Burnt Offerings (Movie Review)
I’ve always been a sucker for the mainstream Hollywood horror movies of the 70s. Today it’s no big surprise when a respected actor slums it up for a paycheck in some disreputable genre flick but back then there must have been some kind of perverse kick to be had from seeing legends like Richard Burton or Gregory Peck fighting the forces of evil. For my money, there is no finer ham than an accomplished and acclaimed thespian putting their all into the role of sweaty priest or step-father of the anti-Christ. That’s why I was looking forward to “Burnt Offerings”, a 70s haunted house film featuring the likes of Oliver Reed, Karen Black, Burgess Meredith and Bette Davis. Unfortunately, even the hottest past-their-prime stars of 1976 can’t save a movie that plods along for two hours to tell a story that savvy viewers will be able to figure out in the first fifteen minutes.
Reed and Black play the Rolfs, a family looking for a summer rental house for themselves, their son and an elderly aunt. They find a beautiful Victorian mansion for a steal with one catch: the leasers’ elderly mother lives the life of a recluse in a room upstairs and they must leave three meals a day on a tray in her sitting room. Even with the old bag in the attic, the price is just too right to pass up and the Rolfs move into the house.
Black agrees to take over the role of care-giver for the old woman and finds herself increasingly intrigued by the Victorian-era photographs and décor that litter the house. Meanwhile, Reed’s dark side gradually manifests itself as an innocent splash with his son in the swimming pool turns into a near drowning and nightmares of his own mother’s funeral begin to haunt him. Hmm. A seasonal rental, a mounting obsession with the building’s mysterious past, a good man sliding into madness… does any of this sound familiar? Yes, “Burnt Offerings” is a kind of proto-“Shining”, but whereas “The Shining” ranks as one of the greatest books and movies in the horror genre, “Burnt Offerings” feels more like a dull romp through a supernaturally-tinged 1970s television drama.
The TV Land vibe is no accident. “Burnt Offerings” was directed by Dan Curtis, the television producer who brought horror elements to American television in the 1970s with shows and made-for-TV movies like “Dark Shadows”, “Kolchak: The Night Stalker” and “Trilogy of Terror”. While Curtis might have brought some boundary-pushing, controversial subject matter from the big screen to the small screen, the process doesn’t quite work in reverse. “Burnt Offerings” has the talky, snoozy pace of a forty-year-old television drama with very little in the way of scares or surprises.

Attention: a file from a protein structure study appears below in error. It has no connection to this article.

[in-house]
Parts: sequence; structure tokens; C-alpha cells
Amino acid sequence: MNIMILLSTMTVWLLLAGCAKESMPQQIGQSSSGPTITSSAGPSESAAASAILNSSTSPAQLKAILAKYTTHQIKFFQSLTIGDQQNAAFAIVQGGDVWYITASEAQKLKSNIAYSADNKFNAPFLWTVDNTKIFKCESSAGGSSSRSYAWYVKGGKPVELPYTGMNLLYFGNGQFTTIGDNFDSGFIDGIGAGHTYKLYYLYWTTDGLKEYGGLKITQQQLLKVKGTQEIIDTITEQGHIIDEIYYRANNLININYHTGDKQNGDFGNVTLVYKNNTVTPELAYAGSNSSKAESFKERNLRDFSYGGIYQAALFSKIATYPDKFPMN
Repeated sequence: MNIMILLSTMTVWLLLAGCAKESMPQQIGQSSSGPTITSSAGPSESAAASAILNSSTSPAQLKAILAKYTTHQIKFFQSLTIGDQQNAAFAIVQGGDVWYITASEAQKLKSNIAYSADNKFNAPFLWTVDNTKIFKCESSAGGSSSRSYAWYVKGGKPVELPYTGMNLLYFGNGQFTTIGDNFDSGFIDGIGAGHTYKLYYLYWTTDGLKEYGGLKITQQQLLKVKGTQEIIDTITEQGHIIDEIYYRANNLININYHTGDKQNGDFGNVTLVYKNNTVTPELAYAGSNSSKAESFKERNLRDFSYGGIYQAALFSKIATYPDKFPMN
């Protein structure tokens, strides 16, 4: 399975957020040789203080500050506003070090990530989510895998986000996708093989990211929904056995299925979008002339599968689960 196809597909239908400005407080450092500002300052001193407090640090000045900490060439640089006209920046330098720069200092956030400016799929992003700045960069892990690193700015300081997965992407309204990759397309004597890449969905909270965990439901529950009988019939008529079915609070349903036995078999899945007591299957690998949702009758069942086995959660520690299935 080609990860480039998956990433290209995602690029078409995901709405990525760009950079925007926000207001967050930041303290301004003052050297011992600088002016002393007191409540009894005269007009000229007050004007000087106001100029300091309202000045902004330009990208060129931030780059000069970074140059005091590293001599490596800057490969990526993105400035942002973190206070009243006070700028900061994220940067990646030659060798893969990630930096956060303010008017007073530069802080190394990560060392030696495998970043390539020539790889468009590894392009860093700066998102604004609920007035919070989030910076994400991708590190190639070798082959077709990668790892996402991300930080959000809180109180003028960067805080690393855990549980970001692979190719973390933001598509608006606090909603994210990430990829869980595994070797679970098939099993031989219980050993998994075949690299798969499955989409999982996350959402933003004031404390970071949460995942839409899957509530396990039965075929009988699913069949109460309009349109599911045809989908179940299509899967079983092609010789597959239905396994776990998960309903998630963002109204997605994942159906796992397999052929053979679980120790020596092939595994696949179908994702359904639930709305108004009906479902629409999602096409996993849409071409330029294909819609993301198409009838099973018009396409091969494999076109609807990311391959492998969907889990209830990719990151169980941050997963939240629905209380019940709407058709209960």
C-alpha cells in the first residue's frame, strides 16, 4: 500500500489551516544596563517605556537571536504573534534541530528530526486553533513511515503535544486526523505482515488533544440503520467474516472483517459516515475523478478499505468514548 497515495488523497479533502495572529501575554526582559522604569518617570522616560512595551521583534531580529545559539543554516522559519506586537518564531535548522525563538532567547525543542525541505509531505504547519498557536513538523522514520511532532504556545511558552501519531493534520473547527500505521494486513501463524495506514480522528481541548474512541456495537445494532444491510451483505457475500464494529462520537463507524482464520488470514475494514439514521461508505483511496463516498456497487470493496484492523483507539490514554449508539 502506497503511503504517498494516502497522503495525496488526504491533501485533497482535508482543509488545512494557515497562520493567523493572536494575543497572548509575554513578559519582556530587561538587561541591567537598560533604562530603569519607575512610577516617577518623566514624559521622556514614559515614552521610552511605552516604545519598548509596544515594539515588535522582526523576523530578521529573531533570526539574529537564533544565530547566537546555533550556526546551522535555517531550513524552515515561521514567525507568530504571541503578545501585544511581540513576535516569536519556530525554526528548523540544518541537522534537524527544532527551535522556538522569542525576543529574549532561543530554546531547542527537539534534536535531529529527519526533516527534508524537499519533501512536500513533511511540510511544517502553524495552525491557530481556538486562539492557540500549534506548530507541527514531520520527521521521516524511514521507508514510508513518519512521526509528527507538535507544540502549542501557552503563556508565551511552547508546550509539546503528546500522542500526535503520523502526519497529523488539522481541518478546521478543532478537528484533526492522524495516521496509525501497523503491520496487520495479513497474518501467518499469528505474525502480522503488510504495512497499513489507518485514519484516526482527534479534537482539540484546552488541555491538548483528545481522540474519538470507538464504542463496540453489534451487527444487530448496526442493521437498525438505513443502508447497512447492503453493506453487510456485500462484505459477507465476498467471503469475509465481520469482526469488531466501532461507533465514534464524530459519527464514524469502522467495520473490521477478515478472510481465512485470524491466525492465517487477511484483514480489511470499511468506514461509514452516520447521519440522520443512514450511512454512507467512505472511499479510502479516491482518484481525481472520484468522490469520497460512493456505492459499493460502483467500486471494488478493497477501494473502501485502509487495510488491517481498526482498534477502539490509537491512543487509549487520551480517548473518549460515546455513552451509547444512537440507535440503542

While this is ostensibly a haunted house movie, there’s not a whole lot in the way of spookiness. No blood dripping walls, no spiritual manifestations, no poltergeist activity. The most exciting things the malevolent forces in this movie get up to are a few excessive waves in the swimming pool and some particularly violent shrubbery. Even when the house gets around to killing people it’s done in the most boring possible fashion. One character twitches for a bit and dies of unexplained causes, one jumps out of a window and one dies when a chimney falls on them offscreen. The movie does an excellent job of ensuring that any potentially dramatic or scary moments have all the bite of an episode of “The Rockford Files”.
The final twist is the kind of reveal where we’re all supposed to act surprised when that thing that we all knew was going to happen way back in the first act finally happens. I’m tempted to give the movie the benefit of the doubt that in the 1970s such a twist might played a bit fresher than it feels today, but stale is stale and a two-week old doughnut is just as inedible as a forty-year-old one.
I wasn’t just disappointed in “Burnt Offerings”, I was bored silly and I really don’t understand how the movie has a fairly good reputation among horror buffs. My guess is that nostalgia is to blame. The movie is tame enough that it could probably play on TV almost entirely unedited and was probably an early introduction to horror for many children in the 70s and 80s. If you are an eleven year old living in the late 70s or early 80s, then “Burnt Offerings” might just be the scariest movie you’ve ever seen. If, like most BGH readers, you live in 2010 and have seen more than two horror movies then “Burnt Offerings” is more likely to be a smoldering pile of yawn.